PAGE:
If you look carefully, you'll see that the labels on bottles of Stolichnaya vodka sold outside Russia (like these in New York City) read "Premium Vodka," not "Russian Vodka."
Craig Barritt/Getty Images for Tribeca Film Festival
But as NPR and other media have reported, the Stoli boycott may be misguided: the vodka that everyone in the world outside Russia drinks isn't made in Russia at all, but in Latvia.
And that got us wondering: What other beloved national products have pulled the old switcheroo and are made somewhere else?
Here are a few we came up with:
A Levi Strauss label.
Levi Strauss & Co., with its iconic label featuring a couple of cowboys and a shout-out to San Francisco — where the Gold Rush of the 1850s drew Bavarian immigrant and company founder Levi Strauss — closed its last two U.S. plants in early 2004. These days, the majority of its manufacturing is done in contract factories in Latin America and Asia.
But contrary to popular belief, not all manufacturing is flowing east.
Sayonara, Civic: A man looks at Honda Civic hybrid cars in front of the Japanese automaker's headquarters in
Tokyo, Japan, on Jan. 30, 2010.
Take the Honda Civic, for instance. The popular model from the Japanese brand is made around the world in North America, Asia, Europe and Latin America — but not in Japan. (Though the company did recently open its first new car factory in Japan in nearly half a century.)
John Bull alias Ray Egan poses with a bottle of HP sauce as workers from Birmingham's HP Sauce company protest outside the factory against closure on June 3, 2006, in Birmingham, England. The HP Foods factory in Birmingham is to close and production of its famous sauce moved to Holland. HP which stands for Houses of Parliament is an iconic British brand.
Christopher Furlong/Getty Images
Britain's beloved brown sauce held on longer: The quintessentially British condiment HP Sauce (for Houses of Parliament, which feature on its label) was made in Britain for 100 years before the last bottle rolled off a Birmingham factory line in 2007. The decision to move production to the Netherlands sparked a rooftop protest by none other than Britain-personified, John Bull (aka Brummie Ray Egan). He told the BBC: "I love my HP sauce. ... I feel we are losing another bastion of Britishness. ... It's like we're selling the family silver."
French singer, composer and well-known smoker Serge Gainsbourg presents the new Gitane Blonde cigarette at a press conference at Paris hotel George V, on April 29, 1986.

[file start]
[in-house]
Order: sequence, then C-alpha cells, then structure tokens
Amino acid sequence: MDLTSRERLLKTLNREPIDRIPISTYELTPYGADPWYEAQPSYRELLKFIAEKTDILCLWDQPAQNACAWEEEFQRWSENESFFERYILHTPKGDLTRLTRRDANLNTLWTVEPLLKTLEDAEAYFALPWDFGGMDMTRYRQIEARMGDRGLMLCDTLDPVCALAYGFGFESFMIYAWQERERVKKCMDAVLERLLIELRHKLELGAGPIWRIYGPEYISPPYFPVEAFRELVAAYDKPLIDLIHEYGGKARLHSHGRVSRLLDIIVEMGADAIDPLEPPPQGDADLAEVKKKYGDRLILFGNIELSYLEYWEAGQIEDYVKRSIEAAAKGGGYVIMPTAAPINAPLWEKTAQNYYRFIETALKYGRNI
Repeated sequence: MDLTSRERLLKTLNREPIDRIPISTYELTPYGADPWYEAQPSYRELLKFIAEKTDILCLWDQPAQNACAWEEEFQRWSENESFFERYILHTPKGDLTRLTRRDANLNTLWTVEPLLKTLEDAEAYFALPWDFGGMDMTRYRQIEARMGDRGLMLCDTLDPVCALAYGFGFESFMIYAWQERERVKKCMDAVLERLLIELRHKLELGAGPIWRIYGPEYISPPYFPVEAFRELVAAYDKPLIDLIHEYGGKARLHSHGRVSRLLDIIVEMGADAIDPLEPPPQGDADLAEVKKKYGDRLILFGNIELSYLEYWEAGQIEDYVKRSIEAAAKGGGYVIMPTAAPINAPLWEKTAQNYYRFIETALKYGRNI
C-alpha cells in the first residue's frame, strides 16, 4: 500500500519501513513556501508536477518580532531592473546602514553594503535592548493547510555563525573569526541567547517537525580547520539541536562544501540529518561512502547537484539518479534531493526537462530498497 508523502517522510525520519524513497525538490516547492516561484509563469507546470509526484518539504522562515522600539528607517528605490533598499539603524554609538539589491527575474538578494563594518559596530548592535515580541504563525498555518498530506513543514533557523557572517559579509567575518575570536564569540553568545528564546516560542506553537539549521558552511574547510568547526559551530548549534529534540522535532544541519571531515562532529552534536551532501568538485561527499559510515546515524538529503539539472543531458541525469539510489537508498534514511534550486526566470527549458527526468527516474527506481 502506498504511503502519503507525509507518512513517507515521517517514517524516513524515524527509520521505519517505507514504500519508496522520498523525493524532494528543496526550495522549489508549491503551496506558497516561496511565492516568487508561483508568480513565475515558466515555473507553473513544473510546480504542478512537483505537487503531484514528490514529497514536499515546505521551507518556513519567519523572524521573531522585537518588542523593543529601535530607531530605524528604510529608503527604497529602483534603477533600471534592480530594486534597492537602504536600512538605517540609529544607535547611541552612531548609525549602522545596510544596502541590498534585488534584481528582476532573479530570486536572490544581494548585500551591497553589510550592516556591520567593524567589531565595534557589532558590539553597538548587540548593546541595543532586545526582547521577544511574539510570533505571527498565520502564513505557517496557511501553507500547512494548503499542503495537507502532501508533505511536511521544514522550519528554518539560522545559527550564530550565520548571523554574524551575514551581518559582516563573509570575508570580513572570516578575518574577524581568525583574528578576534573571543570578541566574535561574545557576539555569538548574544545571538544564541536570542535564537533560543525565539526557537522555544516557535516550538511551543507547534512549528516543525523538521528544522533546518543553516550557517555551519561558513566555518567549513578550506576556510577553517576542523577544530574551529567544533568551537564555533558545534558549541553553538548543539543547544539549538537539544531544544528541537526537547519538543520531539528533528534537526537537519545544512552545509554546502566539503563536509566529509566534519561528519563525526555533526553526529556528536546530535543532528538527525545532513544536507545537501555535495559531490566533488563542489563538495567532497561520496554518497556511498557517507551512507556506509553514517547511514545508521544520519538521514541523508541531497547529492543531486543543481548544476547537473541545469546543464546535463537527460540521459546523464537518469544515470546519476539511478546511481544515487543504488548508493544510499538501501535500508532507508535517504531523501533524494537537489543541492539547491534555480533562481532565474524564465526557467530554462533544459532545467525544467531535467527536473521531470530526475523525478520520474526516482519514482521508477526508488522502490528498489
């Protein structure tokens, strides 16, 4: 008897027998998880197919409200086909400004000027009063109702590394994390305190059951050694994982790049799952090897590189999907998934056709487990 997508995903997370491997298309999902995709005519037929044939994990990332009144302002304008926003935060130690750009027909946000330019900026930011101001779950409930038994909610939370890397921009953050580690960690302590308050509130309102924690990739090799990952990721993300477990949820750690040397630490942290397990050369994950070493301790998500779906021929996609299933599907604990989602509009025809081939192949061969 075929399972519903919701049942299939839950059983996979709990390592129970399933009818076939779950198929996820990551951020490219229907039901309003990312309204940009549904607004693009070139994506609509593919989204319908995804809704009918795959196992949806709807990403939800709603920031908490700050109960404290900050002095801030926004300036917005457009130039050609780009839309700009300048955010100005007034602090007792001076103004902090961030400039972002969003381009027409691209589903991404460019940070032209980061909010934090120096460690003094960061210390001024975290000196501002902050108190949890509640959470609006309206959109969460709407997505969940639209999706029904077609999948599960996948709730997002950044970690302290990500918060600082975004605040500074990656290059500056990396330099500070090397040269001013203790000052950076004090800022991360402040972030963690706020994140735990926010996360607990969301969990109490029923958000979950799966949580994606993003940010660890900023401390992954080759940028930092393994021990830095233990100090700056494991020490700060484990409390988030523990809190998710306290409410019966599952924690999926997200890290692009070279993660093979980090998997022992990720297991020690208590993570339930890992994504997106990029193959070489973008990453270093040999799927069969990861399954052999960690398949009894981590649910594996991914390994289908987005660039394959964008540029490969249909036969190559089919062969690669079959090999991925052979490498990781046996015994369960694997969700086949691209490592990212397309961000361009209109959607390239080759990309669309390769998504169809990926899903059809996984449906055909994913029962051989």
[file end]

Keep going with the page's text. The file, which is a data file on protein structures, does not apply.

Across the English Channel, the French bid adieu to their iconic Gitanes and Gauloises cigarettes in 2005. That's when a factory in Lille, France, produced its last batch of the dark-tobacco smokes favored by glamorously louche celebrities like chain smoker and man-drunkenly-about-town Serge Gainsbourg. (A 2002 biography of the French singer, songwriter and lover of beautiful women was called A Fistful of Gitanes.) The brands live on, and are manufactured in Spain.
But in a sign of how the winds of change have blown, these days even noted French smokers like actress Catherine Deneuve are trying to kick the habit.
Beetle cars of German car maker Volkswagen (VW) drive past Berlin's landmark the Victory Column on April 23, 2013, in Berlin to promote a new tourist attraction.
Steffen Tfrump/AFP/Getty Images
And finally, the Volkswagen Beetle, also known as the Bug. A project of Adolf Hitler's in the 1930s, the Volkswagen Beetle — "the people's car" — grew to be beloved around the world, with a special place in the hearts of American hippies and surfers. VW ceased production of the Beetle in Germany in the late 1970s; sales of what was once one of the world's most popular cars saw huge declines beginning around the same time. The last factory making the classic Beetle was in Puebla, Mexico, and VW ceased all production of the original model in 2003. The company's "new" Beetle, introduced in 1998, retains the external look of the classic Bug, although is a completely different vehicle on the inside.
A screening of The Love Bug for Volkswagen Beetles in 1969 in Las Vegas.
Walt Disney Pictures/PRNewsFoto
We close with a bit of nostalgia: a 1969 screening in Las Vegas of the Walt Disney movie The Love Bug, aka Herbie, for an audience of Beetles. RIP Little Bug.
The list of iconic national products made somewhere else is long. What did we miss? Let us know about your favorite in the comments below.